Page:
Subject: Re: [boost] [Endian] Review / Comments
From: Beman Dawes (bdawes_at_[hidden])
Date: 2011-09-08 11:50:48
On Thu, Sep 8, 2011 at 6:33 AM, Tim Blechmann <tim_at_[hidden]> wrote:
> the documentation in general is pretty short, but sufficient: the concepts of
> the library are easy, so there is no need to go into more details.
> however i would prefer if the documentation uses quickbook/boostbook. most of
> the recent boost libraries have a very similar layout of the documentation,
> but the boost.endian docs do not follow these conventions.
quickbook/boostbook has matured, so I'll take a look. But no promises.
> also the docs for `conversion functions' and for `integer types' are separate.
> personally i'd prefer if they could go into the same document, maybe having a
> structure like: introduction, integer types, conversion functions, examples,
A lot depends on what the conversion functions look like coming out of
the review. It may make sense to integrate them much more tightly, but
again, no promises.
> (preferably doxygen-generated).
I'm not a fan of doxygen.
> section `experience': this section gives no insights for people who use or
> read the code. it mainly tells: "we are not the first and the domain of the
> library is important.". imo this section can be removed (maybe the part that
> it is not related to any c library can go to the `design considerations'
> section "motivating use cases": this is more a marketing blurb/testimonial.
> maybe this could be changed to a section about possible use cases, listing
> `communicating between different devices' and `reading/writing of binary file
Added to do list.
> provided files
> i suppose, the msvc project file will go away when the library is merged into
I leave the msvc project directory in libs/lib-name/test (see
Filesystem, System, etc) since it needs to be under version control.
> besides, i'd suggest to move "boost/endian/support/timer.hpp" to
> "lib/endian/support", because it only seems to be used by the benchmarks.
Timer stuff isn't part of the library and wasn't included in the zip file.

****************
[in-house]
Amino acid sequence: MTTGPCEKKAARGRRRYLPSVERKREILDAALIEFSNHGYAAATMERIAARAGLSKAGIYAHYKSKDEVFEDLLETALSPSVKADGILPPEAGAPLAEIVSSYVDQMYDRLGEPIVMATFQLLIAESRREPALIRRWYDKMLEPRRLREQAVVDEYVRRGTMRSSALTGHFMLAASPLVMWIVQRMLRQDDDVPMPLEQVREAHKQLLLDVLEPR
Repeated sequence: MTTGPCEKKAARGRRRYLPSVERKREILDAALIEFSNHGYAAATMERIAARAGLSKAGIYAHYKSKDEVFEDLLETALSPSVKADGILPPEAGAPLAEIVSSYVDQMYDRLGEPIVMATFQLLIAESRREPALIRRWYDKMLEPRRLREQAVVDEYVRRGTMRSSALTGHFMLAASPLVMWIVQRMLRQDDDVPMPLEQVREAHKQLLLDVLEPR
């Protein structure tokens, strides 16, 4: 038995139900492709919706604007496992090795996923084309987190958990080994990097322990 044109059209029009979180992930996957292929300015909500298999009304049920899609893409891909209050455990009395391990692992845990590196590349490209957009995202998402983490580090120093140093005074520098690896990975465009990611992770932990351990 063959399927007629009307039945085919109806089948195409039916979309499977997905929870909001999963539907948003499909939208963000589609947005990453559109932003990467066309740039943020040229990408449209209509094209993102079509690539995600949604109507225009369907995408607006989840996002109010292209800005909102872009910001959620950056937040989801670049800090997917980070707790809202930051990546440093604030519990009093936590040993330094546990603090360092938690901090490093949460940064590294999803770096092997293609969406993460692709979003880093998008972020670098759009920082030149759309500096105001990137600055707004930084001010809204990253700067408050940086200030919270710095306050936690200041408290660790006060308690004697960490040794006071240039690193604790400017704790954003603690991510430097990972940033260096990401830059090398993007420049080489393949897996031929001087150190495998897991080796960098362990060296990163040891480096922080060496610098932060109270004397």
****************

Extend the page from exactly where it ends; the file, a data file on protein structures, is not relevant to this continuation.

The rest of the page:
> scoped_enum_emulation_test.cpp ... not related to boost.endian, please remove
> endian_operations_test.cpp and endian_in_union_test.cpp ... maybe rename from
> _test.cpp to _compile_test.cpp? they don't seem to do any run-time tests. they
> also should not include <cassert> since no assertion statement is needed, this
> might speed up the compilation time of the testsuite by something like 50ms ;)
> conversion functions
> personally, i find the interface for the conversion functions rather odd, as
> they don't actually return a value, but take a reference to the return value.
> so they cannot really be used in a functional style.
> if the reorder functions would have a signature like:
> int16_t reorder(int16_t x);
> it would be possible to use it as unary operator e.g. in with std::transform
> and the like. this would also avoid the need for both in-place and out-of-
> place functions.
Phil Endecott and others have made the same points, and I'm working on
a prototype right now.
> performance considerations ...
I'm actively working on performance improvements for the conversion
functions. At the moment, Pyry Jahkola's suggested implementation is
fastest, but I haven't tested yet with GCC.
> What is your evaluation of the potential usefulness of the library?
> very important, very useful
> How much effort did you put into your evaluation? A glance? A quick reading?
> In-depth study?
> roughly 3 hours, reading code, documentation, running some benchmarks.
> besides, i'm using an older version of the library for about 2 years without
> having any problems.
> Are you knowledgeable about the problem domain?
> Do you think the library should be accepted as a Boost library?
> the library should be accepted, if
> (a) the interface of the conversion functions is changed
> (b) the performance can be improved
> (c) the documentation integrates better with the rest of the boost
Thanks for all the detailed comments!
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